The apparition of these faces in the crowd:
Petals on a wet, black bough.
These two lines--which are the whole extent of this poem--are the best-known example of imagist poetry.
Following is an introduction to imagism as appeared on
Imagism was a reaction against the flabby abstract language and “careless thinking” of Georgian romanticism. Imagist poetry aimed to replace muddy abstractions with exactness of observed detail, apt metaphors, and economy of language. For example, Pound’s “In a Station of the Metro” started from a glimpse of beautiful faces in a dark subway and elevated that perception into a crisp vision by finding an intensified equivalent image. The metaphor provokes a sharp, intuitive discovery in order to get at the essence of life.
Pound’s definition of the image was “that which presents an intellectual and emotional complex in an instant of time.” Pound defined the tenets of imagist poetry as:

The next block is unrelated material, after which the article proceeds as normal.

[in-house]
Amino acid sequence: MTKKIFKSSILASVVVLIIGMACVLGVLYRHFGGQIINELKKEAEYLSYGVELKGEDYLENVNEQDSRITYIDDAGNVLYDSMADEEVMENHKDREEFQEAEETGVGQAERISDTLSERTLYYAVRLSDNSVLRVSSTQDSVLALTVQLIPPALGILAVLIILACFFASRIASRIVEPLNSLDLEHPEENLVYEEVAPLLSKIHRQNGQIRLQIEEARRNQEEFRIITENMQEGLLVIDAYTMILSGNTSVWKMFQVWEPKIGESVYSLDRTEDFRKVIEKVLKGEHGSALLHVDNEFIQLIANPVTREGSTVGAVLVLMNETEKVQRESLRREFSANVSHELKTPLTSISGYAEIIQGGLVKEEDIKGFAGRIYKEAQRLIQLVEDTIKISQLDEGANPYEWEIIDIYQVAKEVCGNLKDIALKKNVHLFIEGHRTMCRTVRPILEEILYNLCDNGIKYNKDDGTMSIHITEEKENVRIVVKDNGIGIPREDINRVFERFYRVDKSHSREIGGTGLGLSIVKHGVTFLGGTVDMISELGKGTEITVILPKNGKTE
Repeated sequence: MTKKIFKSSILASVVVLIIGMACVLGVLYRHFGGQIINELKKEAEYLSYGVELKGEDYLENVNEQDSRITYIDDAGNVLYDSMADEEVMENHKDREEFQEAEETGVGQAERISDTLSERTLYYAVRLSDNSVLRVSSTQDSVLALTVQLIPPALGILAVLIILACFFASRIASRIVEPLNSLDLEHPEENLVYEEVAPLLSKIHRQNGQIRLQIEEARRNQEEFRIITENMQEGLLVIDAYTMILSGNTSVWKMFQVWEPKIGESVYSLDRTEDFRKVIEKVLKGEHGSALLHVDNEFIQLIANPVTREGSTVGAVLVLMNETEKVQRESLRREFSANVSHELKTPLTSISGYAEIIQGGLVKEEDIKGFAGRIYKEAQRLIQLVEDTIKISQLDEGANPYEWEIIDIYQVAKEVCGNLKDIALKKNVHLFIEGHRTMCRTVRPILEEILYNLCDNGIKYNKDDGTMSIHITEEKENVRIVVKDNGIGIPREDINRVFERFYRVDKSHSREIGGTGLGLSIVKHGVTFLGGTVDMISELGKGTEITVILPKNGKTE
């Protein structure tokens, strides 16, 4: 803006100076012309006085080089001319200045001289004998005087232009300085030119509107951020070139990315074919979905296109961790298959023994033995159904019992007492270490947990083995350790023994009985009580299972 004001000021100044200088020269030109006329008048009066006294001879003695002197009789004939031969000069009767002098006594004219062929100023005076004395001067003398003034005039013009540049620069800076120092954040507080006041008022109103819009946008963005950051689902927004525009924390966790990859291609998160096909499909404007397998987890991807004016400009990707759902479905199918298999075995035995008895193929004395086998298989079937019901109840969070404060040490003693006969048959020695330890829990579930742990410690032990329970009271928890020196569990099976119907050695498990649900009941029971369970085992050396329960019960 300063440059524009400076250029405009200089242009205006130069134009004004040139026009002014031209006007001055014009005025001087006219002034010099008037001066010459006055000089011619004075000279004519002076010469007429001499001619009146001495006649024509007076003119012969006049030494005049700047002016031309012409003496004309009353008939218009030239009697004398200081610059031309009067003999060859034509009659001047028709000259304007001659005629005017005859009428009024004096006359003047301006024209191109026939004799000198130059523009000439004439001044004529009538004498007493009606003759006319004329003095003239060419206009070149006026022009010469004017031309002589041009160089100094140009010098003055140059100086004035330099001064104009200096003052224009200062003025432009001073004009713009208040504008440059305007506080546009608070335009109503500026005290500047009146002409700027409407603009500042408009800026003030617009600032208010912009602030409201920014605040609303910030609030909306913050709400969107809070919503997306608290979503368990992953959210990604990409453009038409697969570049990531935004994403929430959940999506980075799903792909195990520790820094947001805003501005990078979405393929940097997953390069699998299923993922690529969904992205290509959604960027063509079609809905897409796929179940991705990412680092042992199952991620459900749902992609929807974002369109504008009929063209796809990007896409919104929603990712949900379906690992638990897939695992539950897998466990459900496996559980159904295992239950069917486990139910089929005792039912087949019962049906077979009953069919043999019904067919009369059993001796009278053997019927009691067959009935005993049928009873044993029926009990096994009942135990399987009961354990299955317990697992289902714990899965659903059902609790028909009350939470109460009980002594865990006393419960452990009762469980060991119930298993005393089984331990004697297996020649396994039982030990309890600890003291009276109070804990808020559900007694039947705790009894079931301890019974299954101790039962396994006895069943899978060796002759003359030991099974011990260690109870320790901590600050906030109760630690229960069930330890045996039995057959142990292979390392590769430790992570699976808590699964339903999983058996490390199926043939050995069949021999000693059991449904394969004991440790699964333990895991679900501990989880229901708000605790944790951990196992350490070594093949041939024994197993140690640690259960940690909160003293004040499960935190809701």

I. Direct treatment of the “thing," whether subjective or objective.
II. To use absolutely no word that does not contribute to the presentation.
III. As regarding rhythm: to compose in sequence of the musical phrase, not in sequence of the metronome.
These pictures above (from left to right) are chosen as visual approximations of the poet's words (from line 1 to line 2). As you can see in the above images, the contrast before and after the colon is very striking and stunning. Consider what literary devices Pound employs to achieve such a luminous contrast.